A Year Out: A Look at How Yaskawa’s GA800 Motor Drive Fits into Industrial Trends

January 19, 2020 by Robin Mitchell

Take a look at Yaskawa's motor drive released a year ago and how new products try to future-proof against new trends.

Controlling industrial motor systems can be a complex matter, requiring the ability to get feedback from the motor, to specify the correct settings, and to obtain access offsite.

The GA800 motor drive by Yaskawa was released in January 2019 as a solution for those facing these challenges in a flexible, scalable way.

How does an industrial product hold up to the age of the IIoT a year after its release?


The members of the Yaskawa GA800 family

Members of the Yaskawa GA800 family

What Is the GA800?

The GA800 is a variable speed drive for use with industrial motors and is available in a wide range of powers from 1HP to 600HP. Devices such as these are also known as variable frequency drives or VFDs.

Yaskawa's drive has many features that Yaskawa aimed at making the entire configuration, operation, and monitoring aspects of motor controllers as easy as possible. Multiple power and motor control features included in the GA800 include an advanced open-loop vector system which produces high torque and near triples operation, an integrated brake transistor of up to 125HP, and embedded safe torque off which helps to minimize downtime.

The GA800 can be used to control a wide range of motors including induction, permanent magnets, surface permanent magnets, and synchronous reluctance. 


Three angles and screens of the Yaskawa GA800

Three separate functionalities displayed on the GA800. Image used courtesy of Yaskawa


Some applications call for the ability for a controller to be programmed without the presence of mains power, which the GA800 supports. So long as the 24V DC input is provided via an auxiliary port, the GA800 can be programmed and configured via USB without mains power. 

When it comes to interacting with the GA800, there are multiple methods possible:

  • Firstly, the GA800 has a built-in display with a range of buttons for going through menus and configuration settings.
  • Secondly, the GA800 allows for Bluetooth control via an app to allow for quick access without needing to have physical access to the unit.
  • Thirdly, the GA800 has cloud functionality whereby configuration data can be stored on the cloud as well as allowing for remote access anywhere around the world.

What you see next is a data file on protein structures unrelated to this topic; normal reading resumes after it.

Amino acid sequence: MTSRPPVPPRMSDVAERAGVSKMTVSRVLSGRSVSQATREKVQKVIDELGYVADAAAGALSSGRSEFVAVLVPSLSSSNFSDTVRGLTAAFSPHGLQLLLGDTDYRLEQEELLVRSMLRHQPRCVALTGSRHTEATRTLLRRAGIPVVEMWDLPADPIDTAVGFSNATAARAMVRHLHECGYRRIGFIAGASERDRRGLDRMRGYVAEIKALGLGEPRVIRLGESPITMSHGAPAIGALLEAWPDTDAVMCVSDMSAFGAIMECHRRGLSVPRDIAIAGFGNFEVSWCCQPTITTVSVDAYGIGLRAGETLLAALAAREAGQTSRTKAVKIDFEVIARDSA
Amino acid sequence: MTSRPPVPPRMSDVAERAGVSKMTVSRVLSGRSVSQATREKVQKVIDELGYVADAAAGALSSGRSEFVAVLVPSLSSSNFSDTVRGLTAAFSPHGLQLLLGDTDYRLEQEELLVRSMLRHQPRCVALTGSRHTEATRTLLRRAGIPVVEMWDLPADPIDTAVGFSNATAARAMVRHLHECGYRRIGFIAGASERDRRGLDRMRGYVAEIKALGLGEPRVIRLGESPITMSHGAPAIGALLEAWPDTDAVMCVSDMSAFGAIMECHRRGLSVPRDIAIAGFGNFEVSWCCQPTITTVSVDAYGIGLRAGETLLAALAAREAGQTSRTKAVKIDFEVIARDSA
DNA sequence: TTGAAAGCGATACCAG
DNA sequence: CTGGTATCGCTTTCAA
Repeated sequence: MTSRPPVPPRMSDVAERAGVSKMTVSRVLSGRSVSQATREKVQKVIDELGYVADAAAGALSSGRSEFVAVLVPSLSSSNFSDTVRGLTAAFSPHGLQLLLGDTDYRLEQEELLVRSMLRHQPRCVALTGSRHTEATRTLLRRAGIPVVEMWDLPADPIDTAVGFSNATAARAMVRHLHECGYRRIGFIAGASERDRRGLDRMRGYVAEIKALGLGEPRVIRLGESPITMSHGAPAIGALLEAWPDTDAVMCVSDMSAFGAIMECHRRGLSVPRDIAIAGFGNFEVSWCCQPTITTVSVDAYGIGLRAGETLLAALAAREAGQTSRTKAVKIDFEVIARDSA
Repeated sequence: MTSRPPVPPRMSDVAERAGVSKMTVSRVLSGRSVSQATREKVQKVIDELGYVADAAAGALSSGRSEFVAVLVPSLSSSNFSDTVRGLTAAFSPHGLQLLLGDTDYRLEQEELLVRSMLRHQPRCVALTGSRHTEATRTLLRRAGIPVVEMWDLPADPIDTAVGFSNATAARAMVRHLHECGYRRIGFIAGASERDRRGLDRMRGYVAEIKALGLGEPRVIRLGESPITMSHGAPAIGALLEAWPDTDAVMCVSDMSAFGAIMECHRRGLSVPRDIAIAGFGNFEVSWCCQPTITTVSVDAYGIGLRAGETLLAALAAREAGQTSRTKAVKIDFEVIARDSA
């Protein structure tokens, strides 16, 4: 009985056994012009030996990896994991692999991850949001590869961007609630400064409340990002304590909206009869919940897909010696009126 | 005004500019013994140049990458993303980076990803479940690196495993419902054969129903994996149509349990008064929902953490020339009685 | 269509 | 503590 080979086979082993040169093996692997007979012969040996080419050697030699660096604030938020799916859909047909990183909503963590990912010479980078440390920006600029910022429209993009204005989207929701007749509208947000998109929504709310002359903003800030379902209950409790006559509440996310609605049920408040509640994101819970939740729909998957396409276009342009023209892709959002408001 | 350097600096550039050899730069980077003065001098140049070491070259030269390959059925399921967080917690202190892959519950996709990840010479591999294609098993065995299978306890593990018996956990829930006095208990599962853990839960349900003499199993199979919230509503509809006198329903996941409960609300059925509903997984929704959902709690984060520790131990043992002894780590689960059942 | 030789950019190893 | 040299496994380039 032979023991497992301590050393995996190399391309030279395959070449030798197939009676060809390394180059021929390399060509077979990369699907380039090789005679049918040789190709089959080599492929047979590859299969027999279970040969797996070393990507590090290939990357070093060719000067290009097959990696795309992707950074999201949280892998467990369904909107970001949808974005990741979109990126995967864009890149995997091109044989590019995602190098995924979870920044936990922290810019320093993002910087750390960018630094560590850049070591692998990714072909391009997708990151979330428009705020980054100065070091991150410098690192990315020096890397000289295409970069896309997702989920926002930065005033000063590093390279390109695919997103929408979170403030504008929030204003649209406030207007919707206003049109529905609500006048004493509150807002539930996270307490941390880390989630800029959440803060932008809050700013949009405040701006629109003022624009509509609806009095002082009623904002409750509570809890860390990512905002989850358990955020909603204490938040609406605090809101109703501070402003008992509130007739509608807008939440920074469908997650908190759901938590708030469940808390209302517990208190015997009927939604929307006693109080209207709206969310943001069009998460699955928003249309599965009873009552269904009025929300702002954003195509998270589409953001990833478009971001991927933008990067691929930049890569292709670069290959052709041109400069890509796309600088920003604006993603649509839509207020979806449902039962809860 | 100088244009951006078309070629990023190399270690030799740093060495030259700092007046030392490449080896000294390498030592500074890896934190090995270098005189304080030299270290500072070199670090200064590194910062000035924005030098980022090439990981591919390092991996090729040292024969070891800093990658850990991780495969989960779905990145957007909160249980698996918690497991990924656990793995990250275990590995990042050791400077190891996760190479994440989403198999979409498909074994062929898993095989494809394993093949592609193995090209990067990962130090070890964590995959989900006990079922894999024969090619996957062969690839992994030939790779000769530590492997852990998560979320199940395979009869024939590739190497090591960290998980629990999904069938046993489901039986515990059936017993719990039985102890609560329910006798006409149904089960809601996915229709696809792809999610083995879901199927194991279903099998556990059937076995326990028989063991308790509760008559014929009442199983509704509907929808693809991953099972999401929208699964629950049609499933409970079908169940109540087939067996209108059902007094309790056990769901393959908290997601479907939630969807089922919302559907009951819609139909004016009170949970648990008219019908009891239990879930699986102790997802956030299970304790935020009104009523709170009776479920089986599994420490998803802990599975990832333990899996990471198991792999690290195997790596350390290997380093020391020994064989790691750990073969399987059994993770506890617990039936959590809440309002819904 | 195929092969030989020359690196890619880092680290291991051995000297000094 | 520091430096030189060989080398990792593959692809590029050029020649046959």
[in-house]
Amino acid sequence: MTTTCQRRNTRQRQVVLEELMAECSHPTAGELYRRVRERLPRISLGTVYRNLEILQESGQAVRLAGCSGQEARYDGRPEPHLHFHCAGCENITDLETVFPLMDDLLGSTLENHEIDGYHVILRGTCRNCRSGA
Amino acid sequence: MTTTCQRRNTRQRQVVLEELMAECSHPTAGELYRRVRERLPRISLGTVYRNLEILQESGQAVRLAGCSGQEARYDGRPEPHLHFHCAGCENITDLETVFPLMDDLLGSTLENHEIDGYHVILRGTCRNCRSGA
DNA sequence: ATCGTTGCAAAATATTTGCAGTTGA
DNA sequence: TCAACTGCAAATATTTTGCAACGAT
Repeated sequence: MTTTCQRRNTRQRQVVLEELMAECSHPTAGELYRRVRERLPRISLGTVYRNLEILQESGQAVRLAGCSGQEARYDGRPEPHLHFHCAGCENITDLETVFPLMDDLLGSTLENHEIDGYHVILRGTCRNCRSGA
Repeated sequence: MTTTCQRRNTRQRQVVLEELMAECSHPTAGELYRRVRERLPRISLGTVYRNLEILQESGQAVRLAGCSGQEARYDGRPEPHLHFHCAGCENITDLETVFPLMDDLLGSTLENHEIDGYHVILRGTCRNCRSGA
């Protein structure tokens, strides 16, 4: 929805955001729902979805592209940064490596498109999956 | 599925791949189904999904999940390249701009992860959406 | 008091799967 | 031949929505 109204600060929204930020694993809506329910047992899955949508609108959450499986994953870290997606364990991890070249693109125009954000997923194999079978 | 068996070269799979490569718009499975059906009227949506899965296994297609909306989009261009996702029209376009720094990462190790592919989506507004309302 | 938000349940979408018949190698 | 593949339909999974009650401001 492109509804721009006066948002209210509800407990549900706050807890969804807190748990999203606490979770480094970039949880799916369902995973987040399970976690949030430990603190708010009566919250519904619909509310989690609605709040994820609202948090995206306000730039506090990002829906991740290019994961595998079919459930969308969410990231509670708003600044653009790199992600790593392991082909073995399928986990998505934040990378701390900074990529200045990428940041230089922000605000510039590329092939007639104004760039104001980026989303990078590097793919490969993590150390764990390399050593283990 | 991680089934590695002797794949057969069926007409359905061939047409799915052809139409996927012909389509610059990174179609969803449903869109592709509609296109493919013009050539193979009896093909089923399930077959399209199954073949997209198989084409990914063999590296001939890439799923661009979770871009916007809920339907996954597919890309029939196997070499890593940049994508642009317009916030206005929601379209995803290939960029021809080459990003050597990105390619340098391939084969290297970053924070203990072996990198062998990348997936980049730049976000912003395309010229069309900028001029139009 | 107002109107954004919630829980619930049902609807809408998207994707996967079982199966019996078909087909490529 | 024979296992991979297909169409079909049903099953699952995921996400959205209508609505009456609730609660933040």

Industrial Trends Moving Forward

One feature, in particular, that is of interest is the cloud features that allow operators to store configuration data on the cloud and remotely monitor the GA800. This inclusion of IoT technology is yet another example of Industry 4.0 changing how engineers approach industrial systems with a desire to centralize automated processes as well as allowing for potential sensor monitoring.

The rise of IIoT has also opened up a potential market to advanced VFDs according to market research which could see more advanced VFDs like the GA800 become more commonplace in automated environments. 

One prediction that is not far-fetched for advanced VFDs would be the inclusion of AI into VFDs to improve efficiency and prevent downtime. A motor controlled by a VFD with AI would be able to learn from the data gathered by the VFD about the motor and start to recognize patterns during times when the motor requires maintenance. Once enough data is gathered, the VFD could make alternations to its own settings as well as alert operators of potential problems before they become an issue, thereby allowing time for the production line to make alterations and prepare for potential downtime.


How Do Current VFDs Compare?

While it is hard to say exactly how other VFDs look when compared to the GA800 (as there are so many different VFDs on the market), it would appear that there are very few which are as focused as the GA800 is on connectivity.

The use of a multi-language display, Bluetooth, and cloud connectivity is something that is rarely found on standard VFDs which typically include a control panel for making adjustments and not much else. One explanation is that industrial engineers, unlike those who design consumer products, must consider far longer lifespans as changing equipment can be very expensive.

Do you find yourself thinking the phrase “if it ain't broke, don’t fix it”? Do you agree that engineers who design production lines must focus on having as little downtime as possible, require as little maintenance as possible, and be suitable for as long as possible?

Share your characterization of your peers in the comments below.